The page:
An invitation to “simply be”

Photo by Jason Leung on Unsplash

Before the pandemic, I was on autopilot all day, every day, preoccupied with everything and nothing at all.

I was living in a 600-square-foot studio apartment in Rogers Park, a neighborhood on Chicago’s North Side. I had moved to Chicago to do meaningful work in immigration advocacy. I have always wanted to help improve the immigration system. For a long time, that meant becoming an immigration lawyer, and then it turned into getting involved in state and local-level policy changes. But this work led me to feel depleted in ways I didn’t even know were possible. As both a directly affected person and an advocate, it was too hard to separate my work and personal life. Every time the government made a change in immigration (which was every Friday), I felt the blow deep in my gut.

On top of these constant changes, I was struggling to make ends meet. After full days at work, I started to deliver food through Uber Eats on the weekends and in the evenings just to cover my living costs. Many times, I had to count on friends to help buy my groceries until my next paycheck. I was so preoccupied with surviving that I couldn’t consider how to live.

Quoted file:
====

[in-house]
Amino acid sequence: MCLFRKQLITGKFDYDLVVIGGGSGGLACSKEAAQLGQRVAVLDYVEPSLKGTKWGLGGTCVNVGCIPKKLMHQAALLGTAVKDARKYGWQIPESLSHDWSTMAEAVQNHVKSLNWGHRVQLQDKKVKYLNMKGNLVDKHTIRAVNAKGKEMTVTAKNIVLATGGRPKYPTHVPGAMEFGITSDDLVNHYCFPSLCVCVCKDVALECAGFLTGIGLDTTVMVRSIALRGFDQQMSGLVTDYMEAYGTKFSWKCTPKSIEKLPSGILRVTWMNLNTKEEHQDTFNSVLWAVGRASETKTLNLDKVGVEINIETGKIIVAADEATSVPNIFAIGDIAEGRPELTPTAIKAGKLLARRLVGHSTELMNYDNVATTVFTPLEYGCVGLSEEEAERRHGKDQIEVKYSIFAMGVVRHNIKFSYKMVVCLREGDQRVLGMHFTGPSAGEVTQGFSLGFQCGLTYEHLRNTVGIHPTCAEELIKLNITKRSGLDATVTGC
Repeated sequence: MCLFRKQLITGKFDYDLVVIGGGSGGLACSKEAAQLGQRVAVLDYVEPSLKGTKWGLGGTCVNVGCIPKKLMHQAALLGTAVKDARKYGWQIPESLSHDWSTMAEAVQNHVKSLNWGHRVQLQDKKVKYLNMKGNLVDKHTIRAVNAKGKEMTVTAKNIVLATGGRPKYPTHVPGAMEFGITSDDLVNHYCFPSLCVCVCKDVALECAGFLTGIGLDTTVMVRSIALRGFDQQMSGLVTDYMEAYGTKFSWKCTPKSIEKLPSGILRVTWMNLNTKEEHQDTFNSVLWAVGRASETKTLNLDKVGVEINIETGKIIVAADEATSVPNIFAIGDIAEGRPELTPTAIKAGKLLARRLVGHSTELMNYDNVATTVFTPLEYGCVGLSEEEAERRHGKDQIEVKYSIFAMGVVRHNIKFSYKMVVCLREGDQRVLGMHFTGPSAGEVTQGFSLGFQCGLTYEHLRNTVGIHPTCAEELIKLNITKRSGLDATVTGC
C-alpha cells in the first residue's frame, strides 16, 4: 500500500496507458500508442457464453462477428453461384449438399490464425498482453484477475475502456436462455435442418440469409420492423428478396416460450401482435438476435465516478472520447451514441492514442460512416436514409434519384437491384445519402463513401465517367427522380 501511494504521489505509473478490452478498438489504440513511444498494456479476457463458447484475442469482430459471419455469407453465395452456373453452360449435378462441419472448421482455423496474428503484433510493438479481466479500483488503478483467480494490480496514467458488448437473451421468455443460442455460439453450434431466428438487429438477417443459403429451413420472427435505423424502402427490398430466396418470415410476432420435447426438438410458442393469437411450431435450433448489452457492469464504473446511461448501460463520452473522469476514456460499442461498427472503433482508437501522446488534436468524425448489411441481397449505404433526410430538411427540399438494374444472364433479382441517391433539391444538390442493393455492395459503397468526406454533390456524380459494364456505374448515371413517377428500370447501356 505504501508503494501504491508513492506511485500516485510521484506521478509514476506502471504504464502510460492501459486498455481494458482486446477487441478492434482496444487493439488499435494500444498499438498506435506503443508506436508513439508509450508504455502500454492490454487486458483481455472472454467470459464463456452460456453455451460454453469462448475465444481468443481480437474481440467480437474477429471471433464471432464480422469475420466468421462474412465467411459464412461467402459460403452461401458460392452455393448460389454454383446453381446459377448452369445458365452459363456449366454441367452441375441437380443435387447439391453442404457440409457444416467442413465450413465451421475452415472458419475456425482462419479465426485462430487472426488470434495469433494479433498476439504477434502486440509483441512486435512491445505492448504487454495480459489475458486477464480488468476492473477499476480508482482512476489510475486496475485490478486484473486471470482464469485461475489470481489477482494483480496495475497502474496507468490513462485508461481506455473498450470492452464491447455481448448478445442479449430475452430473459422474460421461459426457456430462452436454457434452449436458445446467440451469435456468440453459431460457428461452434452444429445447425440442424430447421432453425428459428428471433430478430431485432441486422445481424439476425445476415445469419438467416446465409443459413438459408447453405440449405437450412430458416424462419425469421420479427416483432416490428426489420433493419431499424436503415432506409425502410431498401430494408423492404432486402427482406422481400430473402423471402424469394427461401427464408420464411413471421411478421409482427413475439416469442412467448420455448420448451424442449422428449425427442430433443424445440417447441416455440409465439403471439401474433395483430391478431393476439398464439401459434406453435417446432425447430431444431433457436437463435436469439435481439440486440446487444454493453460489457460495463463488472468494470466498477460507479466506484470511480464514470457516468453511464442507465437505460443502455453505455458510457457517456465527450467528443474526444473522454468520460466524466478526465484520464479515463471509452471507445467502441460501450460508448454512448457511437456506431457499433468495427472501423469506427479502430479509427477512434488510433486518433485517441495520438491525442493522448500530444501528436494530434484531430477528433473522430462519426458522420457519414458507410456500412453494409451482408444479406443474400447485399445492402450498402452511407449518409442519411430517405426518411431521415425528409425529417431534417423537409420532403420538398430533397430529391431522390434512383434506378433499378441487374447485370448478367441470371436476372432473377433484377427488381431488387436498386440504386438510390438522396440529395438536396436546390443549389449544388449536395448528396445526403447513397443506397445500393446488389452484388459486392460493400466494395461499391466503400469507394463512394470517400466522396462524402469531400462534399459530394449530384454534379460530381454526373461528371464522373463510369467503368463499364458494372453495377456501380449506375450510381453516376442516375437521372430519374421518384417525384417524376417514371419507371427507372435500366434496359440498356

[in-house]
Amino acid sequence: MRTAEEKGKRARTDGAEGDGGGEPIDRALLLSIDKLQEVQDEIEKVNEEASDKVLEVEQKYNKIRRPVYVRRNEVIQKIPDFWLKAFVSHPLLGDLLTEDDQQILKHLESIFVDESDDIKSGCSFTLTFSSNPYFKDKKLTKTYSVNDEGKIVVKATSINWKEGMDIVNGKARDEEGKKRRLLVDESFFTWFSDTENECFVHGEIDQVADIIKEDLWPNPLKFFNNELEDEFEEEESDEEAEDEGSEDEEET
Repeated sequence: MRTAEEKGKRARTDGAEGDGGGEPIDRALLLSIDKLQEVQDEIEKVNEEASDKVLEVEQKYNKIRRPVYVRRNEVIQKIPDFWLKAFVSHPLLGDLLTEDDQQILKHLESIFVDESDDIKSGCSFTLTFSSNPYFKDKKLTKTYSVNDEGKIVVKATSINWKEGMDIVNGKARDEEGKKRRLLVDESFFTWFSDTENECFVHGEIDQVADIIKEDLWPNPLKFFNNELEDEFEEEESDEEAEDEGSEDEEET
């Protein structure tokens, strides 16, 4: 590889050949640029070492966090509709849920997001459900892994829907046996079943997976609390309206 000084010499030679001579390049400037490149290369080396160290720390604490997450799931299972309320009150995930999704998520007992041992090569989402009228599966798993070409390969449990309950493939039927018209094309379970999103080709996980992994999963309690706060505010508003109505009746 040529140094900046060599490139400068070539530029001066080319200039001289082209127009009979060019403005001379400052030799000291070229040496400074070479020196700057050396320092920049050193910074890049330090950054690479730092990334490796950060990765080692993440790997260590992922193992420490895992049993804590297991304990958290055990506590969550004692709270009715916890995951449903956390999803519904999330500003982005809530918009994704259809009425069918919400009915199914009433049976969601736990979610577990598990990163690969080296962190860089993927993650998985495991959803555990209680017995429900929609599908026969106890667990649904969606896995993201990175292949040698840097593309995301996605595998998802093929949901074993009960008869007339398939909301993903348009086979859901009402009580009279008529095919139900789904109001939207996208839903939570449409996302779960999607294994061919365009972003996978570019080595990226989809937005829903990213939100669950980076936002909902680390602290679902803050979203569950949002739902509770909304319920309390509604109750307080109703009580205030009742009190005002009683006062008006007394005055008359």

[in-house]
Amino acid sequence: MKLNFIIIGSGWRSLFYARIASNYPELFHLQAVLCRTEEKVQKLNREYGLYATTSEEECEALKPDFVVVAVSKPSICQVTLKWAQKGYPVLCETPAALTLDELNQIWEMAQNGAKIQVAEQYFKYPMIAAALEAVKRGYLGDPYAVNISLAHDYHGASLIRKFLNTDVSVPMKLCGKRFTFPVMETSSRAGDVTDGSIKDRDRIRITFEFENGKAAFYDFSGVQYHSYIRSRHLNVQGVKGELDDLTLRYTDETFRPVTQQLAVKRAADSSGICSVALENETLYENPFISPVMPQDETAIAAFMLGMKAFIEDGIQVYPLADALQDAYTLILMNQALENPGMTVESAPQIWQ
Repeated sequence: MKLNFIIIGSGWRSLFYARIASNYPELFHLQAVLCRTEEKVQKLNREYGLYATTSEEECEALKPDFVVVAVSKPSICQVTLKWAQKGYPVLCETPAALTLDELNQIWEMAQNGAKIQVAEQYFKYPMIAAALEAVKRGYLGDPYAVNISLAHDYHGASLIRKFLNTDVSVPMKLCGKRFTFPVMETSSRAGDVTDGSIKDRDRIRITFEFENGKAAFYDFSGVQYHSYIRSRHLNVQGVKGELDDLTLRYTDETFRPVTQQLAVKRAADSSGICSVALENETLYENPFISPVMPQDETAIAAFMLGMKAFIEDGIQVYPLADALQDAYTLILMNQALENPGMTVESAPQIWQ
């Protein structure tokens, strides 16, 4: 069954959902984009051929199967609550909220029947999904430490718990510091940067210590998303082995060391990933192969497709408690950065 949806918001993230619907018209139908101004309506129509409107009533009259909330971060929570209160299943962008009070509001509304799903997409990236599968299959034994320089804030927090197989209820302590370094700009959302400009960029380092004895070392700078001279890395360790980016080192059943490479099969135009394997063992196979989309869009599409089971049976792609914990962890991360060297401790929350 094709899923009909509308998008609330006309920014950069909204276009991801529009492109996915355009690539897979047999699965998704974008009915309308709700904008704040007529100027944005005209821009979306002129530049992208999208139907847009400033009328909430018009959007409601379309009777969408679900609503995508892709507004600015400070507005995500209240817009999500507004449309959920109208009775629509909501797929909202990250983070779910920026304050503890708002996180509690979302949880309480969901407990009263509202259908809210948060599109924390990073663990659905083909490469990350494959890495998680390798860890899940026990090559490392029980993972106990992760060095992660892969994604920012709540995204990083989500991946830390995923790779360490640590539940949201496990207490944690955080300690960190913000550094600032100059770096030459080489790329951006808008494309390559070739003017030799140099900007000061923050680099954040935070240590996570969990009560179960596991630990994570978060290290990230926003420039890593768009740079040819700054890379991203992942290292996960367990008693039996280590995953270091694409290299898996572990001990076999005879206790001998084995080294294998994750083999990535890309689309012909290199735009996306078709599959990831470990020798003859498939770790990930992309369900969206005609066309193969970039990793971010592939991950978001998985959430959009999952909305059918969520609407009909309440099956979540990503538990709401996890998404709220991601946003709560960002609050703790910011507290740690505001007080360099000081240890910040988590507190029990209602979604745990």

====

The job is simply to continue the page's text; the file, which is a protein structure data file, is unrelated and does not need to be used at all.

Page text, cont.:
The pandemic silenced the noise of the outside world enough that it gave me space to be still and hear my own voice again. I went on social media cleanses and tried to find healthy ways to turn inward. I took walks around the neighborhood to get out of my apartment and get off my screens. I started journaling, which had felt like a luxury I couldn’t afford when my time was consumed with busyness.

I started to live more purposefully, becoming more intentional about the people I poured into, the way I spent my time and the direction of my spiritual life. I stepped away from attending Sunday morning church services and Bible studies. I tried three different churches in Chicago, but they all felt the same. Nothing resonated with me — preachers talking about loving your neighbor … but maybe not those neighbors the preachers claimed were sinful. Sunday services felt more like an act than a spiritual practice.

I decided to move back in with my parents after being on my own for three years. I felt a tug to be closer to my family and to create more memories with them. I am now in a space of grounding and flow. I no longer live with the weight of trying to be everything for everyone. I am no longer running to do the next task or reach the next level of accomplishment. I am simply being, feeling called at this moment in my life to just be still and listen.

There will always be more work to do in this world. This pandemic season has taught me to do what feels authentic, to share the load and to listen to the voice within me that calls me to spiritual health and wholeness.